When we march through Bloomington on Labor Day, our parade theme is, “Protect your paycheck: Vote!”
As Americans, many issues need consideration. We need to think about our foreign policy, environment, human rights, social programs and so much more.
As workers, a good job is the foundation for economic security. If a person can work full time, earn a living wage and have benefits, they can be relatively self-sufficient. If a job does not pay a living wage or offer benefits, that individual often needs taxpayer assistance for medical emergencies and basic necessities.
The economy has become a central issue in this campaign. We survived the 2008 recession, but many of us have not seen raises. Employment has bounced back, but not everyone is gaining. Globalization leaves working people competing to see who can produce the most for the least. The gap between the highest income earners and the average worker continually grows. The top one percent holds 40 percent of the nation’s wealth. This has led to not only disillusionment, but also anger from many Americans.
So if we are going to “vote our pocketbook,” what should we look for from the presidential and congressional contenders?
Here’s a few prescriptions that could make a great difference:
Number one, invest in America again. We have become a pothole nation — put people to work on infrastructure. The cash-infusion from well-paid construction jobs can spur steel and materials industries. Fixing our roads, building a 21st century rail system, improving our airports and waterways is not just a matter of American pride. Business is more competitive if products can move efficiently, which creates wealth and also improves trade.
Investing in America also means improving our schools. Where a child is born should not decide whether their education is superior and inferior. If every child has access to a quality education, our nation will be more productive. Employment opportunities through better education will solve many social ills. Investment in schools today can save us from a growing prison population.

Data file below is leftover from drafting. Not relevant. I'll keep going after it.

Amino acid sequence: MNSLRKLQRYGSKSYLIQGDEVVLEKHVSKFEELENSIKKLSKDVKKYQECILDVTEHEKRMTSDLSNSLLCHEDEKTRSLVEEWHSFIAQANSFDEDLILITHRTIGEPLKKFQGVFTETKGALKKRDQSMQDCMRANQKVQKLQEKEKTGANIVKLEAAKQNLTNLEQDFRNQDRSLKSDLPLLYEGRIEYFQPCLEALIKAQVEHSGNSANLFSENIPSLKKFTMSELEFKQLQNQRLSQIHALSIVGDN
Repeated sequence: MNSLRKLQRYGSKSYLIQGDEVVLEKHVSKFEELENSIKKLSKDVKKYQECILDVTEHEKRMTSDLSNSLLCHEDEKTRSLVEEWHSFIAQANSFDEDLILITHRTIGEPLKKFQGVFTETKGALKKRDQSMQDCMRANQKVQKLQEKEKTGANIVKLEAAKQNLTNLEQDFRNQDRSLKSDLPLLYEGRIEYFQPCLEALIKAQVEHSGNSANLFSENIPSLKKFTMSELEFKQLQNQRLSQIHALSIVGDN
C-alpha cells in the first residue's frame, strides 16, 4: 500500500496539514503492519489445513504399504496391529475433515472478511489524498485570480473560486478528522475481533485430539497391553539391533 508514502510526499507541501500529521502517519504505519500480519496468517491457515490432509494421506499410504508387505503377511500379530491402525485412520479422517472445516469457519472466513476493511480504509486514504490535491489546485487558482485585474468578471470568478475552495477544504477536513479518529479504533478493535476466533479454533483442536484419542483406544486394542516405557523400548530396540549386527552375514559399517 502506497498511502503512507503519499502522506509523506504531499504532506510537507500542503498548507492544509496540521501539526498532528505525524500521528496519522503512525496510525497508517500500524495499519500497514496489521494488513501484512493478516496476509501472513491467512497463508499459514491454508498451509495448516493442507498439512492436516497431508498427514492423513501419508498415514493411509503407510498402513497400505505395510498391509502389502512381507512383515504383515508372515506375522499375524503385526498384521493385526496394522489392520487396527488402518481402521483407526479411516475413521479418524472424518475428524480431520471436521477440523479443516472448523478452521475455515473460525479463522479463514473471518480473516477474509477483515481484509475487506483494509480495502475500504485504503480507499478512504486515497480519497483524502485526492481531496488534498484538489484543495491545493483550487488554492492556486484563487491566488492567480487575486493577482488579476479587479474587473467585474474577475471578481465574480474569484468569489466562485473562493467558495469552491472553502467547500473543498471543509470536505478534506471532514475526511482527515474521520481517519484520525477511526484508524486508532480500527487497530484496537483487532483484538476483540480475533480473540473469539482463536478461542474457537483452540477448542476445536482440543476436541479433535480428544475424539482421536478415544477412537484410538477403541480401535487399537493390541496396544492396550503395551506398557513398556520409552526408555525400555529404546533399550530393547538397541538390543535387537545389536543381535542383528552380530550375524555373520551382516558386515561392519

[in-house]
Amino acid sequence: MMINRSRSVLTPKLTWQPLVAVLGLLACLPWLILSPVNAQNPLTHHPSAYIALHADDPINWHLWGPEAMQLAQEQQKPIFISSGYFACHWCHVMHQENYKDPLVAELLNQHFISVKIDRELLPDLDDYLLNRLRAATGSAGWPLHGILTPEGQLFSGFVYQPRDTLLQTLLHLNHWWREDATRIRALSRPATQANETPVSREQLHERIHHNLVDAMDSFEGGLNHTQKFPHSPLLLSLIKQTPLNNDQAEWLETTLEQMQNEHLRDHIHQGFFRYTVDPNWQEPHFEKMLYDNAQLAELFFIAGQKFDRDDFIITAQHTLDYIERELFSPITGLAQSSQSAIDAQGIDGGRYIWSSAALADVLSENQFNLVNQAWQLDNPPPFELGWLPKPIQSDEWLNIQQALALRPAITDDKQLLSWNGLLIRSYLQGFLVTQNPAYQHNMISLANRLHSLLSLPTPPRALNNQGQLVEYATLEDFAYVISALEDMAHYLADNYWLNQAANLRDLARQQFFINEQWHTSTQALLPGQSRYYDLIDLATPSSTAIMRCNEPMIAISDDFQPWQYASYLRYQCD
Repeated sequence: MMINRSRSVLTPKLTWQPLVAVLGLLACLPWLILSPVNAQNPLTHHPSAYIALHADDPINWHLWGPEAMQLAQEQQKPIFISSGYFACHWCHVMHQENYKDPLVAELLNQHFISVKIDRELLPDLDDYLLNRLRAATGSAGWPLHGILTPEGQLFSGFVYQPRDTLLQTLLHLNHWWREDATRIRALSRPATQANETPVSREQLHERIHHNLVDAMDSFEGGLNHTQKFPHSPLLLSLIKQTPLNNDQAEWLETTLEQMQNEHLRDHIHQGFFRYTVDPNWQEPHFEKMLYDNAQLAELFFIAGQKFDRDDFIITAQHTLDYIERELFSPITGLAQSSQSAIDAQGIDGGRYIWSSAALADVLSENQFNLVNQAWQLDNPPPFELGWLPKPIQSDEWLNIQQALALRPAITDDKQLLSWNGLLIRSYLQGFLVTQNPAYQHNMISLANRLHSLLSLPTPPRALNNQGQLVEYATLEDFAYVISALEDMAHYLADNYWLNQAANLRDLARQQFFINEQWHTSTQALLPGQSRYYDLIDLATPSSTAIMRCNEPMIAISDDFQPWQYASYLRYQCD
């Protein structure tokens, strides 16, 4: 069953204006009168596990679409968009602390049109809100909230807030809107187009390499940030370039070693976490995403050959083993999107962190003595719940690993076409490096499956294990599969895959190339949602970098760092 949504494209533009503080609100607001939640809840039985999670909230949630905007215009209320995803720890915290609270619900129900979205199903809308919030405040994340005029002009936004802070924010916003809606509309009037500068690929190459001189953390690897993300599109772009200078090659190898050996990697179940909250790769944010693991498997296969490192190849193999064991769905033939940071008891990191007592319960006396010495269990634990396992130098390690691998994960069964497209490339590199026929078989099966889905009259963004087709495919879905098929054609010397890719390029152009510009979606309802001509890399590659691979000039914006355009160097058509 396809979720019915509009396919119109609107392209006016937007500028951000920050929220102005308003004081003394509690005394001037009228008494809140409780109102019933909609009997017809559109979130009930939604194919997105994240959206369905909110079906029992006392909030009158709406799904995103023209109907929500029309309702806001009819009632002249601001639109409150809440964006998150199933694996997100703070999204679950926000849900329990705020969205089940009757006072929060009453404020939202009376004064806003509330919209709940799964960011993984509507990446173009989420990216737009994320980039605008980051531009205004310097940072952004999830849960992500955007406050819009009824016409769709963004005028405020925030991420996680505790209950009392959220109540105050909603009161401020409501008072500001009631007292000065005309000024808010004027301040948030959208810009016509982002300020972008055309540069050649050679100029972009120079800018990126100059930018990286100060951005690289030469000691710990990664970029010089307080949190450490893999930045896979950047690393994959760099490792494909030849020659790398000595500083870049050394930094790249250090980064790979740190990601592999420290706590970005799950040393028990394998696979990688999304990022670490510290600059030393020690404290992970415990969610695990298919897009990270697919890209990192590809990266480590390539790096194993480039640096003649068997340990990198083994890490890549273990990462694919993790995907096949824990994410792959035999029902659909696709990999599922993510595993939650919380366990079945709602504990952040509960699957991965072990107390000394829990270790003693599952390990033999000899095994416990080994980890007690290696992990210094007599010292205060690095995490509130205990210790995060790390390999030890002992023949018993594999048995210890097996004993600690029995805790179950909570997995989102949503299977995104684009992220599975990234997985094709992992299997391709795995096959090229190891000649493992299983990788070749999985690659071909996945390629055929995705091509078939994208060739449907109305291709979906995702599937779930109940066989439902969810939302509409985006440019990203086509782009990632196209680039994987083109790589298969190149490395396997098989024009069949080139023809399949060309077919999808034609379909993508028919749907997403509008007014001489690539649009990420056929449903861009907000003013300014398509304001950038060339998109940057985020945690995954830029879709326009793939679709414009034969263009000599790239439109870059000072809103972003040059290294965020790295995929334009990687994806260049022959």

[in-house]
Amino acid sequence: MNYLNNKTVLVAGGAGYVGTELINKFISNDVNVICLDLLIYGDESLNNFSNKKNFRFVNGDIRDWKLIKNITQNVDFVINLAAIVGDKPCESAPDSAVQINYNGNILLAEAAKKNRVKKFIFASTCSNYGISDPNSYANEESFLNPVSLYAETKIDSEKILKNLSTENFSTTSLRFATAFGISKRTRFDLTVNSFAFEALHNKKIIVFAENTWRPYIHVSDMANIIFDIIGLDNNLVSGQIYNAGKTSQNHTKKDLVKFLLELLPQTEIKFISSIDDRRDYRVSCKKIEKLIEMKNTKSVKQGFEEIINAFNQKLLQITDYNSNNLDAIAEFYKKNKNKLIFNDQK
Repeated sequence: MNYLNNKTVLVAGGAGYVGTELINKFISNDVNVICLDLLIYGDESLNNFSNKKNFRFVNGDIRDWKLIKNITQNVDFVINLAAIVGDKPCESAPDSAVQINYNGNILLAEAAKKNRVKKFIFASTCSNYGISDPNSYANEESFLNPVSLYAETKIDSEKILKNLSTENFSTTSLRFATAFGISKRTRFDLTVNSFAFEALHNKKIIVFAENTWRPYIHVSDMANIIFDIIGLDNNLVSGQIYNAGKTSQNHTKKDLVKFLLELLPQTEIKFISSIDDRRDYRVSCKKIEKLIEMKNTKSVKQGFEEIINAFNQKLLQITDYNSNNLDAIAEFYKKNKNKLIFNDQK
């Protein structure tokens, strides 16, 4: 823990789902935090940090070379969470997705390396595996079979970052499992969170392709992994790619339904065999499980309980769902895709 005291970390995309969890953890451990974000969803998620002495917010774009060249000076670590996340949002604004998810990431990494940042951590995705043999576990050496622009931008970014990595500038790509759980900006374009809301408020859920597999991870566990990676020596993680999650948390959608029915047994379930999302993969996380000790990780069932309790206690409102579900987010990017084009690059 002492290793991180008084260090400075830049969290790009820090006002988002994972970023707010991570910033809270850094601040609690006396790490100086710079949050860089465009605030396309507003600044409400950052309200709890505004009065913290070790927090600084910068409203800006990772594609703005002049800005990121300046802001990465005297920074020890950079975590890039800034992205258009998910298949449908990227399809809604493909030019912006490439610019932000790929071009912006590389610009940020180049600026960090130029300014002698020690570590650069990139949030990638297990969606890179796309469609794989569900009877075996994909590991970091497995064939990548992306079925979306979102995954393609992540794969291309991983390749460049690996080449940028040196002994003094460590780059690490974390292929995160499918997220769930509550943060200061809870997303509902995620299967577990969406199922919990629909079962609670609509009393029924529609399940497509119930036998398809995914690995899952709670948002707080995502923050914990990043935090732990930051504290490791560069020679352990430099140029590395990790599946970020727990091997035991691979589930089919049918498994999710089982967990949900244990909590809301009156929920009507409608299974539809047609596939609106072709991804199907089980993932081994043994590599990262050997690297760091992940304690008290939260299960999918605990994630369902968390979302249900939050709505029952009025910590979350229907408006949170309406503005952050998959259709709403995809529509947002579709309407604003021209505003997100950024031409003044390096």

Number two, let’s rethink our tax revenue policies. American corporations should not be able to off-shore their ownership to dodge taxes. Just as our wages are taxed, speculative financial transactions like capital gains and dividends should be taxed. Channeling those funds into infrastructure and education will help rebuild our economy from the bottom up.
Third, let’s make it in America again. An educated workforce is key; so is challenging currency manipulation by other countries, ending tax incentives to offshore jobs and Buy American provisions. Our trade treaties should include basic human rights of no child labor, fair wages in each country and consistent environmental standards.
Finally, American had its greatest middle-class prosperity after World War II, when workers’ right to form unions and bargain contracts was greatest. Removing impediments to union organizing can give working people a voice on the job about their wages, benefits, safety and conditions. This will help equalize our current disparity of wealth.
If those four economic building blocks make sense, then please look carefully at our candidates. Do their platforms, rhetoric and plans help build an American economy for all? If so, that’s why we are urging people to “vote their paycheck” this Labor Day.